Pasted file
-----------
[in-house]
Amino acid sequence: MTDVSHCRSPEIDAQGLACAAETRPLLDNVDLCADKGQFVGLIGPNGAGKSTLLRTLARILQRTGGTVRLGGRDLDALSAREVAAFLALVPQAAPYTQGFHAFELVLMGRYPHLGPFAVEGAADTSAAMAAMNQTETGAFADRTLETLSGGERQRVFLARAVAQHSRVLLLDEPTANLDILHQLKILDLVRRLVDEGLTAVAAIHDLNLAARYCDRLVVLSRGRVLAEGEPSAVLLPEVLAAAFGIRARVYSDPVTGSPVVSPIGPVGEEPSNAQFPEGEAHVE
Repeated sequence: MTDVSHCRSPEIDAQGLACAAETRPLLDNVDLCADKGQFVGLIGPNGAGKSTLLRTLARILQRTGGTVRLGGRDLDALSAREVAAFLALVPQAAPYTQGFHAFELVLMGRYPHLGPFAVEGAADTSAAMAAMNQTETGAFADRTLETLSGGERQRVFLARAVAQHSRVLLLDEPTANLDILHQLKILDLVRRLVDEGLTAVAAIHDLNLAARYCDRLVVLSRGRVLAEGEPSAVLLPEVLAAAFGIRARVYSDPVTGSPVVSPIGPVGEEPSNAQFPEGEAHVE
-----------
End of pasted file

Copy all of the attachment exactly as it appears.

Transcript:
[in-house]
Amino acid sequence: MTDVSHCRSPEIDAQGLACAAETRPLLDNVDLCADKGQFVGLIGPNGAGKSTLLRTLARILQRTGGTVRLGGRDLDALSAREVAAFLALVPQAAPYTQGFHAFELVLMGRYPHLGPFAVEGAADTSAAMAAMNQTETGAFADRTLETLSGGERQRVFLARAVAQHSRVLLLDEPTANLDILHQLKILDLVRRLVDEGLTAVAAIHDLNLAARYCDRLVVLSRGRVLAEGEPSAVLLPEVLAAAFGIRARVYSDPVTGSPVVSPIGPVGEEPSNAQFPEGEAHVE
Repeated sequence: MTDVSHCRSPEIDAQGLACAAETRPLLDNVDLCADKGQFVGLIGPNGAGKSTLLRTLARILQRTGGTVRLGGRDLDALSAREVAAFLALVPQAAPYTQGFHAFELVLMGRYPHLGPFAVEGAADTSAAMAAMNQTETGAFADRTLETLSGGERQRVFLARAVAQHSRVLLLDEPTANLDILHQLKILDLVRRLVDEGLTAVAAIHDLNLAARYCDRLVVLSRGRVLAEGEPSAVLLPEVLAAAFGIRARVYSDPVTGSPVVSPIGPVGEEPSNAQFPEGEAHVE